Weirdest Laws In Washington

Nestled in the Pacific northwestern corner of the United States, Washington state boasts plenty of modern tourist attractions to rival its natural mountainous beauty. From Pikes Place Fish Market in Seattle to the scenic Olympic State Park, visitors to Washington will find plenty of opportunities to be entertained and awed. Home to three professional sports teams, three national parks, and dozens of state parks, millions of tourists flood the state every year to be entertained or awed by this state's geological wonders.

Washington is the home to giant corporations like Amazon and Starbucks but also brags of over half a million small businesses, making it attractive for not only tourists but to budding entrepreneurs (per Gaebler).

Just like every other state in the U.S., Washington has its share of weird laws that are still on the books and technically enforceable. What bizarre laws await you in your travels to the Evergreen State? Read ahead and enjoy what we've discovered.

No fake wrestling

In what might be one of the weirdest laws in the state of Washington, fake wrestling is a punishable offense. No mention of whether the WWE is considered "fake," or just well choreographed. You also need to be licensed to sell condoms. Whether there is state-mandated training for such a license hasn't been discovered.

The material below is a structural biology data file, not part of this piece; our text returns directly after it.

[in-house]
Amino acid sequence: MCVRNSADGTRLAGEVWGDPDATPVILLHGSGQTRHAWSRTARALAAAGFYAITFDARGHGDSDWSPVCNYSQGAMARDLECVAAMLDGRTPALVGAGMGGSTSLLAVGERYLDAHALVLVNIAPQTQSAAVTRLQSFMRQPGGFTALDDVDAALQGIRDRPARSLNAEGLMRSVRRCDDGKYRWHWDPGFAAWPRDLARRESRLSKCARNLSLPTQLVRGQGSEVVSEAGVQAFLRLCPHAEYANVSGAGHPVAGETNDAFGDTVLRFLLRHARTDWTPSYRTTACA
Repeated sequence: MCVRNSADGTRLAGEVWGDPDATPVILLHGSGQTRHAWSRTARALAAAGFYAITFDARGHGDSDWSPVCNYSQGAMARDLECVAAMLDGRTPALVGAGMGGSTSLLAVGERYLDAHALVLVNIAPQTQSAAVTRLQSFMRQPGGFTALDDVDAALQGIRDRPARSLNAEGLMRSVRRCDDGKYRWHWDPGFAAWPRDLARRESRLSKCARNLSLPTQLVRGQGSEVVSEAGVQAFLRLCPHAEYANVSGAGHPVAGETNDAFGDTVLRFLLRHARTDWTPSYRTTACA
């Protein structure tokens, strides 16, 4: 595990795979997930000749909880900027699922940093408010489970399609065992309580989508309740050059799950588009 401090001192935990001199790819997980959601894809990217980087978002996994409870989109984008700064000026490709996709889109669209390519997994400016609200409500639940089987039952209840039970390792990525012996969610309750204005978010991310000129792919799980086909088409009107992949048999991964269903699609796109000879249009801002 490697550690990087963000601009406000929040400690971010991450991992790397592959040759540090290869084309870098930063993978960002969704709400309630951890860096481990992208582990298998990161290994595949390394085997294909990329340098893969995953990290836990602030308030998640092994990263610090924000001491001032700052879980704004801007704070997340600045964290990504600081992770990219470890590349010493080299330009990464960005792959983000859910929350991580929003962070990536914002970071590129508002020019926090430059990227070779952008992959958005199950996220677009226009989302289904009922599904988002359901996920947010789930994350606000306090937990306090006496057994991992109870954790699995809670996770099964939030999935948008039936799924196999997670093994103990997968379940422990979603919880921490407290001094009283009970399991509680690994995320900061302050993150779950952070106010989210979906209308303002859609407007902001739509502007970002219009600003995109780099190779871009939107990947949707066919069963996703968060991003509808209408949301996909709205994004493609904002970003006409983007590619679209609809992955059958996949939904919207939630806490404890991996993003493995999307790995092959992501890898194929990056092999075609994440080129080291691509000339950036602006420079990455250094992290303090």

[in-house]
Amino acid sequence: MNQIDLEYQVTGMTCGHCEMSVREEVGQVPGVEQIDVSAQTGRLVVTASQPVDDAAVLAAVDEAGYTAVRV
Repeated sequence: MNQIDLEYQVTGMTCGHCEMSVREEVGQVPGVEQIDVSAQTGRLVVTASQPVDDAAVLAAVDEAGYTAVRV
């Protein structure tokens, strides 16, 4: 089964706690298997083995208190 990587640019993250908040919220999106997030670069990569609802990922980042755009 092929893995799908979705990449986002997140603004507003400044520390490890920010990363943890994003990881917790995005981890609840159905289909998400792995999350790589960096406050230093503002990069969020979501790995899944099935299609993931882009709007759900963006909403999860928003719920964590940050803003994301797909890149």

In the United States, pay toilets have pretty much become a thing of the past. However, there are still laws in the state of Washington that govern their installation. In public places that have pay toilets, there must be an equal number of free toilets available. 

During the Roaring 20s and into the Great Depression, many folks would compete in "marathon" sessions of regular leisure activities, oftentimes publicly competing for cash prizes. Marathon dancing, flagpole sitting, and roller skating are just a few that were the subject of public competitions. Not in Washington, though. These were made illegal after injuries were reported (via Stupid Laws). 

Whatever you do, don't remove the manufacturer's tag from a mattress or pillow in this state. An old law fined violators up to $500. 

Comic books might incite violence

There appears to be no shortage of laws in the state of Washington that are meant to protect children. Stupid Laws tell us that anyone under the age of 18 needs to have the permission of a parent to throw a tear gas canister. 

There's also a state law that makes it unlawful to sell any comic book to a minor that might incite them to "violence or other depraved acts" (via Stupid Laws). The city of Olympia has a law on the books that bars anyone under the age of 18 from entering a pool hall. Another weird law meant to protect children is one that bans lollipops. No worries, as jawbreakers are still acceptable, though.

And finally, enticing a girl away from the Maple Lane School for Girls is a misdemeanor offense. Violators will be subjected to a fine and/or time in a county jailhouse. 

Small towns with weird laws in Washington